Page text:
I recently read this article via reason.com:

The Fragile Generation

The content is important and should get everyone’s wheels turning–we need to get back to our roots with kids, as far as how we raise and educate them.  And by educate, I not only mean in the cognitive sense, but also, educating our kids as to how they keep themselves safe on their own, without a watchful eye reminding them or taking things away–so they can fully live their lives.

In this article, there are countless examples of how life as a child and as a parent have transformed completely from when we were kids and our parents were young adults.  Yes, the world has changed, as it will continue to do–some say it’s less safe and others say there is more communication to broadcast every event, large or small, creating a sense that things are unsafer than they actually are.  But, the way we see children, safety and growth must really be examined, since perhaps, the shifts regarding these things have not changed for the better, especially when we consider we are raising the next generation of adults.

I think we can all recall playing as children, for hours on end, without an adult in sight.  There were rarely referees to intervene if something seemed unsafe, someone wasn’t sharing or following the rules of the game or telling us how to play with an object.  We were the decision makers when it came to our play.  If we wanted to play with the box for our toys there weren’t always people around to tell us that “it wasn’t the toy” or that it wasn’t safe to play with for whatever reason.  Now, I’ve witnessed countless adults tell children to play with the toy, versus the box–either because the box had “sharp edges” or could hurt the child or because it didn’t seem productive or like the child was doing what he or she was “supposed to be doing.”  Pun intended here–we need to start thinking outside of the box and recall our own childhood experiences.  We really need to consider how the box (or any other object that we deem “unsafe”, with respect for the obvious, of course) could in fact be unsafe for the child.  Further, we need to examine everything the child can gain from working, aka playing, with objects like boxes or blank sheets of paper or something the child isn’t using for its intended purpose.  I have not only witnessed this but have also experienced this–playing with the box will in fact lend itself to kids thinking outside of the box and gaining a better understanding of themselves and the world around them.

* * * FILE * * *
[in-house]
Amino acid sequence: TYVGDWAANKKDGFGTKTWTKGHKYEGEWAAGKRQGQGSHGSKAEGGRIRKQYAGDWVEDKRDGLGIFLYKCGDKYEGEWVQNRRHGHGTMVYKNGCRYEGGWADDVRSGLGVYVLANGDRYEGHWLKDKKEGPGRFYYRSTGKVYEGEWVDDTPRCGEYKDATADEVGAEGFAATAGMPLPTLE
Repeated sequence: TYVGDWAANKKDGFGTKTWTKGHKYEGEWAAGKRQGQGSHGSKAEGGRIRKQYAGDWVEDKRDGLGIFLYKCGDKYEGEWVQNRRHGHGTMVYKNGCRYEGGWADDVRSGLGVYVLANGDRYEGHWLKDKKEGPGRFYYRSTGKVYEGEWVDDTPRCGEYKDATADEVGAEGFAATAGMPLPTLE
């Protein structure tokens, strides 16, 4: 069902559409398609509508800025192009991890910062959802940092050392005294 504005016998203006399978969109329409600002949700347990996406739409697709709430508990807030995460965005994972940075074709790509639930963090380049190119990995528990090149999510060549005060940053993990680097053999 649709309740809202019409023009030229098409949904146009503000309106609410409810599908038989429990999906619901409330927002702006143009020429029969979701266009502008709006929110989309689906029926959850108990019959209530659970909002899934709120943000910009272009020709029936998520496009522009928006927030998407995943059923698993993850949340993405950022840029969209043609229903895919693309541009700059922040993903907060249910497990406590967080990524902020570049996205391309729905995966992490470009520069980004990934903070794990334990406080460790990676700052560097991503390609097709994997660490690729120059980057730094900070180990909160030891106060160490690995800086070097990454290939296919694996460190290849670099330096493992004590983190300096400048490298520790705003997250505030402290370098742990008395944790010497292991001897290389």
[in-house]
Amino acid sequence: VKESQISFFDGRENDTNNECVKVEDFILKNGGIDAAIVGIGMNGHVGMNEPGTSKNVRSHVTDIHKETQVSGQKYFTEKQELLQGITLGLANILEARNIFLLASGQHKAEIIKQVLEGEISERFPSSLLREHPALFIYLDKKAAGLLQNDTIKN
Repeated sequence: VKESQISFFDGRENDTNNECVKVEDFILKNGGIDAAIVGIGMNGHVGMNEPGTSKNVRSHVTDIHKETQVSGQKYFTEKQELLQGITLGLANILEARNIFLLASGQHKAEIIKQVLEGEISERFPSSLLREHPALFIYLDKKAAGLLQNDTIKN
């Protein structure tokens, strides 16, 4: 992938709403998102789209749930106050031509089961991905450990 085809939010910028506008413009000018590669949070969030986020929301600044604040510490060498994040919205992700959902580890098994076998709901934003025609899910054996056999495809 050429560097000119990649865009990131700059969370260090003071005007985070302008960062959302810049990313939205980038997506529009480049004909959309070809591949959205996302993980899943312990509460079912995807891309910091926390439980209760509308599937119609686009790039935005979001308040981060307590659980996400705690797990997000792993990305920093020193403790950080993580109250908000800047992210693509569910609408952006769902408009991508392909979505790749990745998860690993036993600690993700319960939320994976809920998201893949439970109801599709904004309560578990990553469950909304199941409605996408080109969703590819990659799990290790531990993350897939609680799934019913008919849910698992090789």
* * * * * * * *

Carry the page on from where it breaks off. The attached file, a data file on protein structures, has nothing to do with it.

Yes, children need to understand boundaries and limits and keeping themselves safe.  They also need to grasp social cues, being a part of a community, working together, cooperation, using instructions to work on something and see it through (maybe–I’m still someone who will tinker until I can figure out how to do something instead of looking at the instructions, but sometimes there is a need to read the steps).  So, these skills are important–not every second of every day necessarily needs to be totally free and unstructured.  However, I think a large percentage of it does.

I think we teach kids character, morals, and different ways to look at the world by example, so we must make the time we are with them meaningful and intentional.  We must respectfully interact with them as people–not as people that do not know as much as we adults do, including when it comes to keeping themselves safe.  We really need to consider our own need for control–is there really a need to be in charge of directing their every move and thought?  Is that helpful to their development?  Is it keeping them safer than if we were to let them have the freedom to do things on their own?

We must show them what we can do with our hearts, minds and hands and include them in real life processes.  And then, perhaps most importantly, we need to let them be to do it on their own.  Sure, they will most certainly fail or fall.  And of course no one wants that–no one wants to see another human in physical or emotional pain or suffering.  However, when a child fails or falls during play or a learning process, 9 times out of 10, they will pick themselves up and get going again, without flinching.  They are more motivated to continue the play and continue to learn than they are to stop and focus on a scrape or bruise.  And, if one of those things does stop them, as they work through processing how they became injured–physically or emotionally–they will begin to learn what to do and what not to do to keep themselves safe.

If we really think about our own childhood, the freedoms we had to fail and to fall and how we responded to those experiences, the content of the above article and how kids are raised today, I think we really need to try to literally step back and realize what is best for children to learn how to keep themselves safe and realize a life fully lived.

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